# 3.7: Coupling between Equivalent and Nearly Equivalent Protons

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In connection with spin-spin coupling in substances containing ethyl or similar groups, it is natural to wonder why there is no apparent splitting of the resonance of a proton belonging to an equivalent group of protons by the other members of the group, which are much closer than a group of protons attached to an adjacent carbon. Thus, spin-spin splittings might be expected as the result of couplings between the individual protons at the methylene position of an ethyl group, as well as between the methylene and methyl protons. In practice, except for some special situations to be explained later, magnetic nuclei in equivalent chemical environments do not show spin-spin coupling. This is because equivalent protons do not absorb rf energy independently of one another. In spectroscopic terms, we can say that any transition which would lead to a splitting of the resonance of one proton of an equivalent group by the magnetic moment of another proton in the group would be "forbidden," since it would be a "singlet-triplet" transition. "Allowed" transitions involve absorption of energy by protons as a group, and no splittings result therefrom. With nuclei which are not completely equivalent, the type of transition forbidden for equivalent nuclei is allowed but reduced in probability-the closer the degree of equivalence, the lower the transition probability.5

It is instructive to consider the effect of coupling between two like nuclei as a function of the chemical shift between their resonances. When the chemical shift is large compared with J, the simple first-order treatment holds as described earlier and each of the resonances is split by the interaction between the nuclei into two lines of equal intensity, as shown in Fig. 3-9. The distance between the centers of the doublets is the chemical shift $$\delta$$H. Now, as the chemical shift decreases at constant J, a more complicated relation obtains between $$\delta$$H, J, the signal strengths, and the distances between the resonance lines. The splitting of the multiplets is still J, but the distance between the multiplet centers is no longer $$\delta$$H but $$\sqrt{J^2 + \delta^2 H^2}$$. The line intensities no longer remain equal-the center peaks get larger and the outer peaks smaller, so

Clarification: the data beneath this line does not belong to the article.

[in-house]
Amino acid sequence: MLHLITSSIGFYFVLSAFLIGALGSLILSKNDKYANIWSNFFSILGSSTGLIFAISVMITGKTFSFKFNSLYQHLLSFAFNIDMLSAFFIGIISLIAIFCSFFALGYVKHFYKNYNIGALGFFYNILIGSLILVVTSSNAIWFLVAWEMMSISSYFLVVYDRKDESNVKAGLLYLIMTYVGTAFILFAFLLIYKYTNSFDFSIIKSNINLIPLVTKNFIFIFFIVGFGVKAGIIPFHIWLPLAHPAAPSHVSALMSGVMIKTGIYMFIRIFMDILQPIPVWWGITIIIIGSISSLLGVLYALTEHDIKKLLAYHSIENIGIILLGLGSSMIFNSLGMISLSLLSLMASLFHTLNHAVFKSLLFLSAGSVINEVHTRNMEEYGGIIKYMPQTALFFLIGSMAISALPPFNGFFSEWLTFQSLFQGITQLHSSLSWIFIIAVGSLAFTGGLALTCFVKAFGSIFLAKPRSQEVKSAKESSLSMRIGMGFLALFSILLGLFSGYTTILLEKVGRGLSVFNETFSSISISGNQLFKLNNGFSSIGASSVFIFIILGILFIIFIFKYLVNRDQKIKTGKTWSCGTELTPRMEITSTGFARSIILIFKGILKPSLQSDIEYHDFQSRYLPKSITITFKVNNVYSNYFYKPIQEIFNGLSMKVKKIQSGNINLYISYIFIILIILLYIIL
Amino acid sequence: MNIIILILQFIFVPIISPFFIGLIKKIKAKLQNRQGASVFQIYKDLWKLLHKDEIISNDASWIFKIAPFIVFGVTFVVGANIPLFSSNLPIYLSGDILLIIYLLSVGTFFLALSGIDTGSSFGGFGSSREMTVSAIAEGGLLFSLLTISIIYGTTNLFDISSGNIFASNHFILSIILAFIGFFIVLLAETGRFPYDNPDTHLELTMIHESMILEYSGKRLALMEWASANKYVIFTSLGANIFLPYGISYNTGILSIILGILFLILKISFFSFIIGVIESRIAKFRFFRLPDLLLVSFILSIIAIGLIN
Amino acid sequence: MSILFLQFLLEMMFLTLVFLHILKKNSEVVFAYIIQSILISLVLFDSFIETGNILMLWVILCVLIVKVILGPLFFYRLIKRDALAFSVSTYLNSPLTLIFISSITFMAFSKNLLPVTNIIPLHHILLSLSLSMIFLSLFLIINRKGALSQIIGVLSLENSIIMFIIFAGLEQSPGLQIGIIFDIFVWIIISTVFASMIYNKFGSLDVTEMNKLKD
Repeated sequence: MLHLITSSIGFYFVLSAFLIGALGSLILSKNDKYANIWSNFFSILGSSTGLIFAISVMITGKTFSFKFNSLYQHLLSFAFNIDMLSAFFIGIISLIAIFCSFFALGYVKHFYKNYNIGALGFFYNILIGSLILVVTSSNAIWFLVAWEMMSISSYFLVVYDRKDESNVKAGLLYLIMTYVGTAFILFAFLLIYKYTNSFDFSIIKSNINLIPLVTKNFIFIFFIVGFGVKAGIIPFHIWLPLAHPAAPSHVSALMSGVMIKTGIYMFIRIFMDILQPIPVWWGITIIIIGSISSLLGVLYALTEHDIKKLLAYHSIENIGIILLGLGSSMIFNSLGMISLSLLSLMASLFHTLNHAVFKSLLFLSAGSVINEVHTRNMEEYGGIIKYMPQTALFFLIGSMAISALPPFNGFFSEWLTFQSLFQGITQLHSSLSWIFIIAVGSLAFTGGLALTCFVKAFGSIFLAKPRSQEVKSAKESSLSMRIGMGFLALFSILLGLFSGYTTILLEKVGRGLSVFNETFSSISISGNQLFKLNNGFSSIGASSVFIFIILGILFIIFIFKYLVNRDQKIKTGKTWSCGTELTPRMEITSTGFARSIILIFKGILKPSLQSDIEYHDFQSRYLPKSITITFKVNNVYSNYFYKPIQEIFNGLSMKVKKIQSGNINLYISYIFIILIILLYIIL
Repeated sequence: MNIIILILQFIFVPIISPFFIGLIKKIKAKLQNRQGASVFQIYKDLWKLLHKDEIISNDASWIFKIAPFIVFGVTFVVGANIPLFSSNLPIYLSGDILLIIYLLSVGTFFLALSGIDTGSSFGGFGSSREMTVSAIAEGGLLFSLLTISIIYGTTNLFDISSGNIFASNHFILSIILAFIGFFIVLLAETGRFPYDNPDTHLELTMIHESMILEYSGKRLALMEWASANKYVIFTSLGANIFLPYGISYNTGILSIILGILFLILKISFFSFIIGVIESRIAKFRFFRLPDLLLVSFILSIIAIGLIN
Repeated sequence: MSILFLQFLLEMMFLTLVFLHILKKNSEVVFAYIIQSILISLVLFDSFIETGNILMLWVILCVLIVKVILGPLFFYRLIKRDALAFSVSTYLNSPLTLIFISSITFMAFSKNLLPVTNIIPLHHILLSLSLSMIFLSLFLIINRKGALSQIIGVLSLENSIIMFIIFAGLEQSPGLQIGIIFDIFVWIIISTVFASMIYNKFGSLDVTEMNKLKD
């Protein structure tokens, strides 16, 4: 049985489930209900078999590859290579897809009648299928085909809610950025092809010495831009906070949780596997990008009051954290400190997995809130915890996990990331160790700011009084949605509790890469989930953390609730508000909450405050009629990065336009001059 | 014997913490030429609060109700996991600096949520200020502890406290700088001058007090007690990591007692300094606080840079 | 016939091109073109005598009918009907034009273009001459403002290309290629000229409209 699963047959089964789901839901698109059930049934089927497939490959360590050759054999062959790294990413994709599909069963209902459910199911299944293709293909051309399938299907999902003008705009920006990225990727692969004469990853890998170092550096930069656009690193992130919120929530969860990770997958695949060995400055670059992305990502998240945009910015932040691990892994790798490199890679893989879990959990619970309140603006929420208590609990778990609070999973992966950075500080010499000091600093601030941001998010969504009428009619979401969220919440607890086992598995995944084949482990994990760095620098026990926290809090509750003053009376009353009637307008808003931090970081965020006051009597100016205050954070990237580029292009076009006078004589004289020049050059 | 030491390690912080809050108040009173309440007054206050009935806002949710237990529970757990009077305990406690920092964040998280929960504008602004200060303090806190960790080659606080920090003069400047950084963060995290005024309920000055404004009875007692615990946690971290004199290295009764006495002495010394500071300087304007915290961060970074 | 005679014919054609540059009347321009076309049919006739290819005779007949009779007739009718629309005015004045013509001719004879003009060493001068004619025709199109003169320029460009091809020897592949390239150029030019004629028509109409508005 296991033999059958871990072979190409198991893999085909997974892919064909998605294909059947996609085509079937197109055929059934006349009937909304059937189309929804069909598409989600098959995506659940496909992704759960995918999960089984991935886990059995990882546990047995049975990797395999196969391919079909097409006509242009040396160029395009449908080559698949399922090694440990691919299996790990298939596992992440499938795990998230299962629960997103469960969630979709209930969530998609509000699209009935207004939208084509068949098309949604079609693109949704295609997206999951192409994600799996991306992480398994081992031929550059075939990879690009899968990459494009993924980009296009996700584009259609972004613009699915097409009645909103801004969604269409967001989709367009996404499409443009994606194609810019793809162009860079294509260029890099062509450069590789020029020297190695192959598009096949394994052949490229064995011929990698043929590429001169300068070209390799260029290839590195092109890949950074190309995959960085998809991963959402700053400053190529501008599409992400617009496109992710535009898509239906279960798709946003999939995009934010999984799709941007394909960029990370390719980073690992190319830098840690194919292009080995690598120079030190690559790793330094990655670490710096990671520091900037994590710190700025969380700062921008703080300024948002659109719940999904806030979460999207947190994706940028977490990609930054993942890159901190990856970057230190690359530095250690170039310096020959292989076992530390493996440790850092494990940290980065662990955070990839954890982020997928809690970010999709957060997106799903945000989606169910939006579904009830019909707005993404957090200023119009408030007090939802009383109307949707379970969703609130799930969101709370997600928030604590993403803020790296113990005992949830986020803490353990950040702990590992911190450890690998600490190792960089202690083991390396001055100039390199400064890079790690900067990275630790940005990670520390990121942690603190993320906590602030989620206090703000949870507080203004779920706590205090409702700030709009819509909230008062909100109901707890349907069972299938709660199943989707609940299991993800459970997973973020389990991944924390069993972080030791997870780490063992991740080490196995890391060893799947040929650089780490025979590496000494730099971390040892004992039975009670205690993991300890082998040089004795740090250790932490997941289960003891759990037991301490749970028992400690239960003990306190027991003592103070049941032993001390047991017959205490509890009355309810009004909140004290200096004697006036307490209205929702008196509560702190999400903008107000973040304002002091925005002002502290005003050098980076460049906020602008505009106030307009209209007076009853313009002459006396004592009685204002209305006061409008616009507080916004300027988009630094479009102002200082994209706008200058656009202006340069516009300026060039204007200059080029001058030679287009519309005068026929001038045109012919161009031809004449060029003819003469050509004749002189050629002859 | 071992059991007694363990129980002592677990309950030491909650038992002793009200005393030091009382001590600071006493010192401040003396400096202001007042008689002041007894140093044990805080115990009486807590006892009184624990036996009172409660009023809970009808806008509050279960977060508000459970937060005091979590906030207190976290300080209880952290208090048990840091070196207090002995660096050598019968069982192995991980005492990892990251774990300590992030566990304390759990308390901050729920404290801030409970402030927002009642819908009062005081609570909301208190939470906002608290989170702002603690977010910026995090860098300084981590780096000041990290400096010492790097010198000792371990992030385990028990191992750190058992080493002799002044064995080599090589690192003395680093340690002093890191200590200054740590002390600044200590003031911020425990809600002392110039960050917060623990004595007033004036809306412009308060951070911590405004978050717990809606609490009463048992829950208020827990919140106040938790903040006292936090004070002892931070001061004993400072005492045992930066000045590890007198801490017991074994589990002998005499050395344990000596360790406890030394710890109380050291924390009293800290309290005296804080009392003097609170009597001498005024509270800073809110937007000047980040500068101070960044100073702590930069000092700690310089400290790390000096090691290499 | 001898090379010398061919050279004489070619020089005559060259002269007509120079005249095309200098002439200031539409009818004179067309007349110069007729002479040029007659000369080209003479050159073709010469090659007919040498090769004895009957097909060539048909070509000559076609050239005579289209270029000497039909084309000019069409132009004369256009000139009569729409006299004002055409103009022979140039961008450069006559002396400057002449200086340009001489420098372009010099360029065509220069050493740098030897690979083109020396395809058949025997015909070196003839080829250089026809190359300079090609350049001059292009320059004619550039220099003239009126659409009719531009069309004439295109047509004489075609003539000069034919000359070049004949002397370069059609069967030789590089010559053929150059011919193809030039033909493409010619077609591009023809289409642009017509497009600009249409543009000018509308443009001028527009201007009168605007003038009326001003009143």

$$\frac{Intensity of inner lines}{Intensity of outer lines}$$ = $$(\frac{1+Q}{1-Q})^2$$ where Q = $$\frac{J}{ \delta H + \sqrt{\delta^2 H^2 + J^2}}$$

As $$\delta$$H continues to decrease, the outer lines get weaker and weaker, and, finally, when $$\delta$$H is smaller than I, the spectrum may appear to a casual observer as a closely spaced doublet. At very small $$\delta$$H values, the center lines coalesce and only one intense line is observed. The limiting case with $$\delta$$H = 0 corresponds to nuclei in equivalent chemical locations and no splitting is observed.

It should always be kept in mind that spectra involving spin-spin splittings will be distorted from the predictions of the simple first-order treatment and extra lines may even appear whenever the chemical shifts are small. Thus, the second-order spin-spin splitting displayed by ethanol at 40 Mc (Fig. 3-1) is much accentuated at lower frequencies. An excellent example of the striking effect of extreme changes of oscillator frequency on the appearance of NMR spectra has been provided by Muetterties and Phillips6 for the 19F resonances of chlorine trifluoride.

The chemical shifts between nuclei of different kinds, such as between hydrogen and fluorine, hydrogen and nitrogen, etc., are always very large, so that the above-mentioned complications do not arise except at very low field strengths.

5 Cf. H. S. Gutowsky, Ann. N.Y. Acad. Sci., 70, 786 (1958); H. J. Bernstein, I. A. Pople, and W. G. Schneider, Can. J. Chern., 35, 65 (1957).

6 E. L. Muetterties and W. D. Phillips, J. Am. Chem. Soc., 79, 322 (1957).

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